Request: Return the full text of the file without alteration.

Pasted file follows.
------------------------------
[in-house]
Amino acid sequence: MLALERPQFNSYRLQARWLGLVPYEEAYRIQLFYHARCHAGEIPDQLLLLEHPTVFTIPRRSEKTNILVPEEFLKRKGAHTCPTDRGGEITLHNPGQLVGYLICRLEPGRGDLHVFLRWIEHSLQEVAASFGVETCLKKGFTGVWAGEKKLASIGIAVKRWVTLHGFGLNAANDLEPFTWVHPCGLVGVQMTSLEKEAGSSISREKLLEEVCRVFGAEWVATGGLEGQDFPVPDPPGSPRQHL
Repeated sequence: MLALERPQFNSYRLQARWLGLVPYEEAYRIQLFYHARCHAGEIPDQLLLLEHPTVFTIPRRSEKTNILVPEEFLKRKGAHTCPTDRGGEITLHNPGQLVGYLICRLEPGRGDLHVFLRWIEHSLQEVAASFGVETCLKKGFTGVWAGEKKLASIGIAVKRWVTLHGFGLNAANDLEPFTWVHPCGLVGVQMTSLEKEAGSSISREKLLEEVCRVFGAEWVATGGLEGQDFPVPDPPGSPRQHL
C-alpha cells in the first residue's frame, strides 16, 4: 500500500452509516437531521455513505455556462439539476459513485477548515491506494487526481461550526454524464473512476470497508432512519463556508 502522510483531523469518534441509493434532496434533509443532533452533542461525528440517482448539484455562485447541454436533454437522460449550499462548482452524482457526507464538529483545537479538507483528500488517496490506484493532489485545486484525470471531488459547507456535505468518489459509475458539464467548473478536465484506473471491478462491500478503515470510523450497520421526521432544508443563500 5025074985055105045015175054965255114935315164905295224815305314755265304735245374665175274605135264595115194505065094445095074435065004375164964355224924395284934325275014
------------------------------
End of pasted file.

[in-house]
Amino acid sequence: MLALERPQFNSYRLQARWLGLVPYEEAYRIQLFYHARCHAGEIPDQLLLLEHPTVFTIPRRSEKTNILVPEEFLKRKGAHTCPTDRGGEITLHNPGQLVGYLICRLEPGRGDLHVFLRWIEHSLQEVAASFGVETCLKKGFTGVWAGEKKLASIGIAVKRWVTLHGFGLNAANDLEPFTWVHPCGLVGVQMTSLEKEAGSSISREKLLEEVCRVFGAEWVATGGLEGQDFPVPDPPGSPRQHL
Repeated sequence: MLALERPQFNSYRLQARWLGLVPYEEAYRIQLFYHARCHAGEIPDQLLLLEHPTVFTIPRRSEKTNILVPEEFLKRKGAHTCPTDRGGEITLHNPGQLVGYLICRLEPGRGDLHVFLRWIEHSLQEVAASFGVETCLKKGFTGVWAGEKKLASIGIAVKRWVTLHGFGLNAANDLEPFTWVHPCGLVGVQMTSLEKEAGSSISREKLLEEVCRVFGAEWVATGGLEGQDFPVPDPPGSPRQHL
C-alpha cells in the first residue's frame, strides 16, 4: 500500500452509516437531521455513505455556462439539476459513485477548515491506494487526481461550526454524464473512476470497508432512519463556508 502522510483531523469518534441509493434532496434533509443532533452533542461525528440517482448539484455562485447541454436533454437522460449550499462548482452524482457526507464538529483545537479538507483528500488517496490506484493532489485545486484525470471531488459547507456535505468518489459509475458539464467548473478536465484506473471491478462491500478503515470510523450497520421526521432544508443563500 5025074985055105045015175054965255114935315164905295224815305314755265304735245374665175274605135264595115194505065094445095074435065004375164964355224924395284934325275014